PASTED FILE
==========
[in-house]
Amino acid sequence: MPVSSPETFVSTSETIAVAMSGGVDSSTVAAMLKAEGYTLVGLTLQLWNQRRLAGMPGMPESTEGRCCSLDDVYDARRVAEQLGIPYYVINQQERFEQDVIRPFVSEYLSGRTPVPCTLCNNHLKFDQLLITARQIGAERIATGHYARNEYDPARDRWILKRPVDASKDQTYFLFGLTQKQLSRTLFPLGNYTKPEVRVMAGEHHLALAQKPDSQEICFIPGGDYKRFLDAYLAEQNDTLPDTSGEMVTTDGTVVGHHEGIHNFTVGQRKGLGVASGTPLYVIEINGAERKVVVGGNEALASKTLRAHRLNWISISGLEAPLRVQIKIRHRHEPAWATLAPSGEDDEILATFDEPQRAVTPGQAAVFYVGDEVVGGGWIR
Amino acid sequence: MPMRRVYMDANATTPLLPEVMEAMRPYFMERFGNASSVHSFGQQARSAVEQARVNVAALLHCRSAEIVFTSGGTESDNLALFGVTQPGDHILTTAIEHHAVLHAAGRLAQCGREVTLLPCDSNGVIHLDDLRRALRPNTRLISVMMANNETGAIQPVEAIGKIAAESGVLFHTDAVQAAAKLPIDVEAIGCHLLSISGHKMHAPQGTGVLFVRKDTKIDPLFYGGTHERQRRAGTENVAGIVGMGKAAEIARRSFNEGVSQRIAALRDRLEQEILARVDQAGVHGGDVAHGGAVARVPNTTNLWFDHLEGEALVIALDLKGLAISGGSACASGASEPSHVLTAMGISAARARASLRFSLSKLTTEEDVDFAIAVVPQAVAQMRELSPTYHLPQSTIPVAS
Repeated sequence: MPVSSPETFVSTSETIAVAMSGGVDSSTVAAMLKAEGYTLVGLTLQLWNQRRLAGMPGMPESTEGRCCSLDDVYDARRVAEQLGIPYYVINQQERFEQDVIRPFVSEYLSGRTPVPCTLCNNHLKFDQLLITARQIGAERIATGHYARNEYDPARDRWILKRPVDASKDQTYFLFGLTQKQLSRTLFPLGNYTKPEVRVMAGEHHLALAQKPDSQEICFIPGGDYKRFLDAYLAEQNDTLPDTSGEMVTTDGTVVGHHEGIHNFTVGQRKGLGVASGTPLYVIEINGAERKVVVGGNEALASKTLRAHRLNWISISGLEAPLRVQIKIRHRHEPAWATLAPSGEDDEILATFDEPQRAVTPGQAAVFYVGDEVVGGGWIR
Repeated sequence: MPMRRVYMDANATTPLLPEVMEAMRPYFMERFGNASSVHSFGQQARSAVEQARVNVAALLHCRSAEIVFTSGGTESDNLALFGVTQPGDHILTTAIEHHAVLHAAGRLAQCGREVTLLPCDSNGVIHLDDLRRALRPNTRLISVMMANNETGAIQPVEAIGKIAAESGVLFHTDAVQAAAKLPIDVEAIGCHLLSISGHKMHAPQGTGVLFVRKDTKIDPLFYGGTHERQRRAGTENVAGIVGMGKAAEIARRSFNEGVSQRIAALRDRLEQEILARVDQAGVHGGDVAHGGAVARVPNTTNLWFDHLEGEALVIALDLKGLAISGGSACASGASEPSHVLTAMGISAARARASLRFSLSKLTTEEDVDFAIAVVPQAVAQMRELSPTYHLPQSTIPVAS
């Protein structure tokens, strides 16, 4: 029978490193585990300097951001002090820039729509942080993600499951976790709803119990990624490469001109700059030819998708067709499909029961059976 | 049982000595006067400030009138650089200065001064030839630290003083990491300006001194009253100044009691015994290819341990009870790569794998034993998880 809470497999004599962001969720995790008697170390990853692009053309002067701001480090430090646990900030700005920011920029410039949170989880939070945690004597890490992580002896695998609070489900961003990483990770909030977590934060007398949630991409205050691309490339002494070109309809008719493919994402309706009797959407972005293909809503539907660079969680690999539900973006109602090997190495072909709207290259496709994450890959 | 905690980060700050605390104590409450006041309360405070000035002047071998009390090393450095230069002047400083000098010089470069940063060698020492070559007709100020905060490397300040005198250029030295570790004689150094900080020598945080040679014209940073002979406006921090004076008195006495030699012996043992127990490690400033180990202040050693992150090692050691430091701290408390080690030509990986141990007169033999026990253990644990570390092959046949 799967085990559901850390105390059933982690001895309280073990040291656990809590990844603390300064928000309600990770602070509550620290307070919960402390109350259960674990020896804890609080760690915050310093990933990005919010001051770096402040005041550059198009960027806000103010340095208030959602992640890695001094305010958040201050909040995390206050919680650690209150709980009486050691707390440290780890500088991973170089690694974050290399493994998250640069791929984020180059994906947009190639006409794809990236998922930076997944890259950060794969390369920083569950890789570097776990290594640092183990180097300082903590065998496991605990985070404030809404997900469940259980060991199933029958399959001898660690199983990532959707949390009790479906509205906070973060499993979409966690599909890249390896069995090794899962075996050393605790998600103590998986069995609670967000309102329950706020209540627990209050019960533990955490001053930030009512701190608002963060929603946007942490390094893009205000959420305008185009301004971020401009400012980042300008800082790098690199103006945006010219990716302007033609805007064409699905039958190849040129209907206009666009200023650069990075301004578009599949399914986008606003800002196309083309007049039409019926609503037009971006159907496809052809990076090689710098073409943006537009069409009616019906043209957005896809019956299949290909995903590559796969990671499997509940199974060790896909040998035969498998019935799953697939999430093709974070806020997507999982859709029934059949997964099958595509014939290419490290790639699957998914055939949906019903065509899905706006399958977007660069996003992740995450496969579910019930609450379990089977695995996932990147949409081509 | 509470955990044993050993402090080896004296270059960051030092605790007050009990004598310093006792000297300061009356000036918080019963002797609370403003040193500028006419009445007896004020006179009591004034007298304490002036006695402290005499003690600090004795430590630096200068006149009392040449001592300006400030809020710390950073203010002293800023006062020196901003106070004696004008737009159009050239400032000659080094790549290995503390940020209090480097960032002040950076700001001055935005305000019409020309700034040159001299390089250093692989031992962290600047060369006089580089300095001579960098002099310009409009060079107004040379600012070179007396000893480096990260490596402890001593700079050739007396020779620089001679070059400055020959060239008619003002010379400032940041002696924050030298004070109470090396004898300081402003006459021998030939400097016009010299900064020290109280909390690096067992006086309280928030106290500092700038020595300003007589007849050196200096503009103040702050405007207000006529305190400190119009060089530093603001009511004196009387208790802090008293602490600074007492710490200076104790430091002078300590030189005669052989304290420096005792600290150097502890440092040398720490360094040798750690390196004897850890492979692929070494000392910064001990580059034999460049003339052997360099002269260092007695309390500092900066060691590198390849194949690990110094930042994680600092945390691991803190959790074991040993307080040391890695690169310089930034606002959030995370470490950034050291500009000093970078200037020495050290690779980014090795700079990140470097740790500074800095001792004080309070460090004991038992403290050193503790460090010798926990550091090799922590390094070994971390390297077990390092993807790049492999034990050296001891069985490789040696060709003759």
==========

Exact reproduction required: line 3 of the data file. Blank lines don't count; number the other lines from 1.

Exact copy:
Amino acid sequence: MPMRRVYMDANATTPLLPEVMEAMRPYFMERFGNASSVHSFGQQARSAVEQARVNVAALLHCRSAEIVFTSGGTESDNLALFGVTQPGDHILTTAIEHHAVLHAAGRLAQCGREVTLLPCDSNGVIHLDDLRRALRPNTRLISVMMANNETGAIQPVEAIGKIAAESGVLFHTDAVQAAAKLPIDVEAIGCHLLSISGHKMHAPQGTGVLFVRKDTKIDPLFYGGTHERQRRAGTENVAGIVGMGKAAEIARRSFNEGVSQRIAALRDRLEQEILARVDQAGVHGGDVAHGGAVARVPNTTNLWFDHLEGEALVIALDLKGLAISGGSACASGASEPSHVLTAMGISAARARASLRFSLSKLTTEEDVDFAIAVVPQAVAQMRELSPTYHLPQSTIPVAS